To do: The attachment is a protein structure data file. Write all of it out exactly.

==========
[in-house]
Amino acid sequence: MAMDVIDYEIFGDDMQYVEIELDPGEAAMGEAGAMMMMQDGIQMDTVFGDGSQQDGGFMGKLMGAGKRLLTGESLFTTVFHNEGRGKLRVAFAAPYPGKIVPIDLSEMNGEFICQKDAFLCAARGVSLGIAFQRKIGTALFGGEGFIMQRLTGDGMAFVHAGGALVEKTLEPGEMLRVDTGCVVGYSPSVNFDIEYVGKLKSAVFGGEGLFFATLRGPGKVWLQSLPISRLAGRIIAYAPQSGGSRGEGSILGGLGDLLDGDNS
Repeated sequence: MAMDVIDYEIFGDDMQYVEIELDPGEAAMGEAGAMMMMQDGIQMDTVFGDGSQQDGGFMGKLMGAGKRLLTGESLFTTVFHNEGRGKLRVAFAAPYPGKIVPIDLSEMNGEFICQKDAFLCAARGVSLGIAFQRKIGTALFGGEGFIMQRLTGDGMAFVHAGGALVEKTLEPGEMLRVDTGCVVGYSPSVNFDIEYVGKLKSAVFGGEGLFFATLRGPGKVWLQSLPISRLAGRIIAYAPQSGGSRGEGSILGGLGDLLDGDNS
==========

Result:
[in-house]
Amino acid sequence: MAMDVIDYEIFGDDMQYVEIELDPGEAAMGEAGAMMMMQDGIQMDTVFGDGSQQDGGFMGKLMGAGKRLLTGESLFTTVFHNEGRGKLRVAFAAPYPGKIVPIDLSEMNGEFICQKDAFLCAARGVSLGIAFQRKIGTALFGGEGFIMQRLTGDGMAFVHAGGALVEKTLEPGEMLRVDTGCVVGYSPSVNFDIEYVGKLKSAVFGGEGLFFATLRGPGKVWLQSLPISRLAGRIIAYAPQSGGSRGEGSILGGLGDLLDGDNS
Repeated sequence: MAMDVIDYEIFGDDMQYVEIELDPGEAAMGEAGAMMMMQDGIQMDTVFGDGSQQDGGFMGKLMGAGKRLLTGESLFTTVFHNEGRGKLRVAFAAPYPGKIVPIDLSEMNGEFICQKDAFLCAARGVSLGIAFQRKIGTALFGGEGFIMQRLTGDGMAFVHAGGALVEKTLEPGEMLRVDTGCVVGYSPSVNFDIEYVGKLKSAVFGGEGLFFATLRGPGKVWLQSLPISRLAGRIIAYAPQSGGSRGEGSILGGLGDLLDGDNS